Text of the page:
Theatro americano: descripciÃ³n general de los reynos y provincias de la Nueva EspaÃ±a y sus jurisdicciones
Publisher: Editora Nacional
Place: Mexico City
2 volumes. Royal octavo (9 1/4" x 6 3/4") bound in facsimile velum with title printed in red and black on covers and horizontally ink lettered. Introduction by Francisco Gonzalez de Cossio. From the library of George M Foster. Second edition limited to 500 copies of which this is number 13.
Jose Antonio Villasenor y Sanchez was an 18th-century geographer, historian, and mathematician in New Spain. He was born in San Luis Potosi, Mexico and studied at San Ildefonso in Mexico City. He became an accountant, and later official cosmographer (geographer) of New Spain. By order of Philip V, the viceroy of New Spain, Conde de Fuenclara, was commanded in 1740 to have a report prepared on the true condition of the provinces of his jurisdiction. He commissioned Jose Antonio Villasenor y Sanchez to prepare the report. Villasenor occupied a number of important posts: official mayor of the Contaduria de Reales Tributos, contador general de la azogues, and cosmographer of New Spain. He wrote a number of works of mathematical and astronomical interest. The outcome of this commission by Fuenclara was the Theatro Americano, descripcion general de los reinos y provincias de la Nueva Espana y sus jurisdicciones. It appeared in two volumes in 1746 and 1748. The first volume contains introductory chapters on pre-Spanish and Spanish history of Mexico, followed by a jurisdiction-by jurisdiction description of the archdiocese of Mexico and diocese of Puebla. The second volume continues the description for the diocese of Puebla. The second volume continues the description for the diocese of Michoacan, Oaxaca, Guadalajara and Durango. The work comprehends a great mass of data regarding the ethnology and population of the Mexican provinces in the mid-18th century. Handbook of Middle American Indians.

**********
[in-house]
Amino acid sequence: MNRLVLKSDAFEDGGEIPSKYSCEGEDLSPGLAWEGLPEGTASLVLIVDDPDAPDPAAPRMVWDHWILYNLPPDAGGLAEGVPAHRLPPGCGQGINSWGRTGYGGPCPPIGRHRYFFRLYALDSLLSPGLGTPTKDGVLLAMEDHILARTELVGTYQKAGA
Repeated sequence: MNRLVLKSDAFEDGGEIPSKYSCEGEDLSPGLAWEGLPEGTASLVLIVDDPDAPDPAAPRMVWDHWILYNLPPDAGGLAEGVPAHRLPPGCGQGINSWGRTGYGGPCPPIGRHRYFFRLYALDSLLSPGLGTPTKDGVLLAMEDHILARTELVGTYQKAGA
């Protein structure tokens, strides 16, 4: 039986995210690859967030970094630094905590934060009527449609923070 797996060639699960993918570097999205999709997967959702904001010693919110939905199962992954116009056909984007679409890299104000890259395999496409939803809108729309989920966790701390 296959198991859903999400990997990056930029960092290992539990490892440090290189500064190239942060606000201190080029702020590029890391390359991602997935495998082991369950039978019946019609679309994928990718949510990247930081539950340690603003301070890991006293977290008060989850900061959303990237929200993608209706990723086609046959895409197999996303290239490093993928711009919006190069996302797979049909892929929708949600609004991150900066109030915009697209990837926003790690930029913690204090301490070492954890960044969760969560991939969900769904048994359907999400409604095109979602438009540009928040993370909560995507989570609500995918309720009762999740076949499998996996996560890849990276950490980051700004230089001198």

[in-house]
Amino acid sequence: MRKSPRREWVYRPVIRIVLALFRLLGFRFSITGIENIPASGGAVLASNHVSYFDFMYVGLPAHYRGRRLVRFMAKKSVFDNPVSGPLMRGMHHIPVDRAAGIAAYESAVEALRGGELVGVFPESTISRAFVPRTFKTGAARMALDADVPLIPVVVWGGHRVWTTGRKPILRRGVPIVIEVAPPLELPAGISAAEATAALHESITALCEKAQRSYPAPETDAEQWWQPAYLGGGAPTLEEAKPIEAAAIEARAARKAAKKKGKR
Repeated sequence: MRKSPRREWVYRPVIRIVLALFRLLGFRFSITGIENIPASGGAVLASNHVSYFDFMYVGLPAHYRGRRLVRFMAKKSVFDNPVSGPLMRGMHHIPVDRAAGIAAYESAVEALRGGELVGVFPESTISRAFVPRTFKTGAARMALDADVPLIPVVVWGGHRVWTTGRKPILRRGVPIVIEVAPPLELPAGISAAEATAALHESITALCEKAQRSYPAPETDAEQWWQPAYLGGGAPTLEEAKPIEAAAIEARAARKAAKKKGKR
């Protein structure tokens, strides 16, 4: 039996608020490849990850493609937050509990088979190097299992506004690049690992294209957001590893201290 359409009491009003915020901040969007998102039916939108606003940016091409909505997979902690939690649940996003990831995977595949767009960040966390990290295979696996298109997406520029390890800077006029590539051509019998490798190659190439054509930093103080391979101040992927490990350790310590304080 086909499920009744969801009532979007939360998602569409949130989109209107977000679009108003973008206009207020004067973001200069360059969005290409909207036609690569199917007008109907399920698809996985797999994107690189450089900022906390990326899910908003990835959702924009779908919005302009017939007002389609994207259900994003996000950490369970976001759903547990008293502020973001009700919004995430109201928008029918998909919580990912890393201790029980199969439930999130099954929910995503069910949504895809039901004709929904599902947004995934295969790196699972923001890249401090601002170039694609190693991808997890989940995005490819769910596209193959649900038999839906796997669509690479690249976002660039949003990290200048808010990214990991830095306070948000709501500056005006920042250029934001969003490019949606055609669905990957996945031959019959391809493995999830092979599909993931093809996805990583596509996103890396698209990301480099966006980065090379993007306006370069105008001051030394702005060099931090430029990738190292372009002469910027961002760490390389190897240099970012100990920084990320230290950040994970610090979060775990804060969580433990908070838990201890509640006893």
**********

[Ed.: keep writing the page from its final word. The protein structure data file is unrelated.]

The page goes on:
George McClelland Foster, Jr born in Sioux Falls, South Dakota, on October 9, 1913, died on May 18, 2006, at his home in the hills above the campus of the University of California, Berkeley, where he served as a professor from 1953 to his retirement in 1979, when he became professor emeritus. His contributions to anthropological theory and practice still challenge us; in more than 300 publications, his writings encompass a wide diversity of topics, including acculturation, long-term fieldwork, peasant economies, pottery making, public health, social structure, symbolic systems, technological change, theories of illness and wellness, humoral medicine in Latin America, and worldview. The quantity, quality, and long-term value of his scholarly work led to his election to the National Academy of Sciences in 1976. Virtually all of his major publications have been reprinted and/or translated. Provenance from the executor of Foster's library laid in.
Foster's stamp to front limited page, some wear to edges, small linear tear at spine head of volume 2 else a very good copy.
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